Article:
On Wednesday, in the aftermath of European markets, the New York Stock Exchange finished significantly lower, in the face of the concerns that Covid-19 is creating about the economic recovery. Fed President Jerome Powell emphasized during the meeting that the pandemic in the United States makes the economic situation ‘particularly unpredictable.’
At the close, the Dow Jones dropped 2.05 percent to 30,303 points, while the large S&P 500 index lost 2.57 percent to 3,750 points, and the technology-rich and biotech-rich Nasdaq Composite index dropped 2.6 percent to 13,270 points.
Since the closure, investors are looking forward to the fourth quarter 2020 reports for Apple (-0.77 percent), Tesla (-2.14 percent), and Facebook (-3.51 percent). After posting record earnings and revenue on Tuesday, above Wall Street consensus, Microsoft gained 0.25 percent.
The rather high valuations reached on Wall Street on technology and internet stocks by many investors are uncomfortable, leaving little room for error in the outcome. Good financial success by Microsoft was not adequate to offset risk aversion, which drove the dollar up and lowered sovereign interest rates.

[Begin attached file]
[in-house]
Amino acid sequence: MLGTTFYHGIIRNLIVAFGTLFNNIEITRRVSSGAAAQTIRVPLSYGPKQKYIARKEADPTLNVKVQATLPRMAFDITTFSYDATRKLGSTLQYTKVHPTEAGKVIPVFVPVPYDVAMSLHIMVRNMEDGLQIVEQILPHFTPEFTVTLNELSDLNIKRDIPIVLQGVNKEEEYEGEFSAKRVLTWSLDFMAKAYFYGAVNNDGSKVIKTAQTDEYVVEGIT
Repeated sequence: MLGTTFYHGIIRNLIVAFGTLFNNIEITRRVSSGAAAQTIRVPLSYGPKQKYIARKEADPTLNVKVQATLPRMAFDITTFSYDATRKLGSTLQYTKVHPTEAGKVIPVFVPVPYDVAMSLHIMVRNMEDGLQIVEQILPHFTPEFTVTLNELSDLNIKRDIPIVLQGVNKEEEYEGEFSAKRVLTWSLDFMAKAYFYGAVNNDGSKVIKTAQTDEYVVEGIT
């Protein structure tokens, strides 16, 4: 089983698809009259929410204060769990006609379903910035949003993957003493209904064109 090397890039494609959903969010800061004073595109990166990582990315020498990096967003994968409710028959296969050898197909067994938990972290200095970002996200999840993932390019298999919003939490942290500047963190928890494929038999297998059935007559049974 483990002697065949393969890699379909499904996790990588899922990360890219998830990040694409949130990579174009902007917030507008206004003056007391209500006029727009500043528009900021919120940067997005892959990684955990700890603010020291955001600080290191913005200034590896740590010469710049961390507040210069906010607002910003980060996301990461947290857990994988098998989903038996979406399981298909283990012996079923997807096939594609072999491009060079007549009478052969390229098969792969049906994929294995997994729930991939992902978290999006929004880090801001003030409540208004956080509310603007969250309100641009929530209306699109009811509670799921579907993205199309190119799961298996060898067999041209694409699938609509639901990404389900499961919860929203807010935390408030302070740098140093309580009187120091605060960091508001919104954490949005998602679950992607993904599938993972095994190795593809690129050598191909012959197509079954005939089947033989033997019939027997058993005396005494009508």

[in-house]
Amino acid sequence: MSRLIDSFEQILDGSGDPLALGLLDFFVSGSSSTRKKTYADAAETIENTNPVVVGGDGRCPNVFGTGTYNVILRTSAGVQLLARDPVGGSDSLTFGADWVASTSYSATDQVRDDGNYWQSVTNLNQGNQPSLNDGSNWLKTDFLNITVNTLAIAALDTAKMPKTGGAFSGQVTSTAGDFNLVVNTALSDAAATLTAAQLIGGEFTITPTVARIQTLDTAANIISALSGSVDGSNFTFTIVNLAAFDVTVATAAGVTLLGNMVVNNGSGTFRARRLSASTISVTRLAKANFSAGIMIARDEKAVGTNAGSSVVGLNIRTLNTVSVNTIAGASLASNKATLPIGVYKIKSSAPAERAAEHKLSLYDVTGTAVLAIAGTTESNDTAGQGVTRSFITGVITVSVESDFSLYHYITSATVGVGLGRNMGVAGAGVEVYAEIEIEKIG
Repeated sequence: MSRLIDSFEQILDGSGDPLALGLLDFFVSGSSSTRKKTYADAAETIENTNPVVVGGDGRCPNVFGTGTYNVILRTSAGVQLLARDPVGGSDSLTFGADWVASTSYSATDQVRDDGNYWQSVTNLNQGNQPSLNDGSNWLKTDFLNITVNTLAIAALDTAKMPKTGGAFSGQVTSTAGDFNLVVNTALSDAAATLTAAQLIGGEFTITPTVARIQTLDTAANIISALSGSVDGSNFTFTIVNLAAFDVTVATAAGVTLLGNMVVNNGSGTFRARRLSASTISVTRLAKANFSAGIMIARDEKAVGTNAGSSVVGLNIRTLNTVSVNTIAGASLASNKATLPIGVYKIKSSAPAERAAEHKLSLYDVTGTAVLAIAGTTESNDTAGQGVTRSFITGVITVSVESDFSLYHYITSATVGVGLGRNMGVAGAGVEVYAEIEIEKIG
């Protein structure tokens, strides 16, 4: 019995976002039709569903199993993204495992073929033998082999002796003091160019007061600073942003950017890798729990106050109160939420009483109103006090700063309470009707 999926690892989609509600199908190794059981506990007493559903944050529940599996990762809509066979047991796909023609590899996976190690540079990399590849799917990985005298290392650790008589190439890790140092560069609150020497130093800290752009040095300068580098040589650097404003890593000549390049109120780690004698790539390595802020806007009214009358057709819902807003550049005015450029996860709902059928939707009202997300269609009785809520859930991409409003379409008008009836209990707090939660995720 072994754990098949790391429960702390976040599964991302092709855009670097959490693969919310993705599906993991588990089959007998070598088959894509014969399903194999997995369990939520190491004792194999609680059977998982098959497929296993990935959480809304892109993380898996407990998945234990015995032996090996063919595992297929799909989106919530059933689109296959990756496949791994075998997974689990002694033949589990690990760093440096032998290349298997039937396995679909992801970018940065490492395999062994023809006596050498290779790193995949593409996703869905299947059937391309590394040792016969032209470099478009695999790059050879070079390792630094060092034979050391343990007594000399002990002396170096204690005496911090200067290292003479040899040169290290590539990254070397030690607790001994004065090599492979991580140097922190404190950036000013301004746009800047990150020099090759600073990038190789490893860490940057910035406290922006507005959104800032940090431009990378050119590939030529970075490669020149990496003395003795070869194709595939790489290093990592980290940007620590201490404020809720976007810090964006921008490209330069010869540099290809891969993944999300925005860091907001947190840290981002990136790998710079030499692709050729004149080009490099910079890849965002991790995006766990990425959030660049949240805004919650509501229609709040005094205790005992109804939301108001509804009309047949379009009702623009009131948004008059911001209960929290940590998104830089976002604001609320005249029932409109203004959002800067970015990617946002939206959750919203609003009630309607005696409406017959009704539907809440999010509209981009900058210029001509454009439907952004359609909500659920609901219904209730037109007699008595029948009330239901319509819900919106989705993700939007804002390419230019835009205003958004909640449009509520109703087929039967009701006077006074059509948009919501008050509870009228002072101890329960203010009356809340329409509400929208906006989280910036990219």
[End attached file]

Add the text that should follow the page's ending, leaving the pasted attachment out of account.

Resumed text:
Even, the speculative insanity that has gripped certain secondary stocks is starting to fear the extent of hedge fund losses. A trading fever has engulfed stocks targeted by short-selling funds in recent days, including GameStop, which surged another 134.84 percent on Wednesday, and AMC Entertainment (up 301.21 percent), at the risk of the stock market regulators launching an investigation. On Wednesday, also the White House voiced alarm, with its spokeswoman reporting that the White House and the Treasury Department are following the case concerning the behavior of Gamestop and other firms, which have soared for no apparent reason in recent days.
Given the losses that short selling hedge funds have suffered in recent days on these stocks, some traders are worried that these funds may have to sell other securities to respond to demands for margins, which may lead to a collapse in stock indices.
On the economic front, for December 2020, Durable Goods Orders Ex Transport in the United States was up a modest 0.2 percent from the previous month, compared to 1 percent consensus and 1.2 percent a month ago. However, orders were up 0.7 percent versus a forecast of 0.5 percent, following a 0.8 percent gain in November.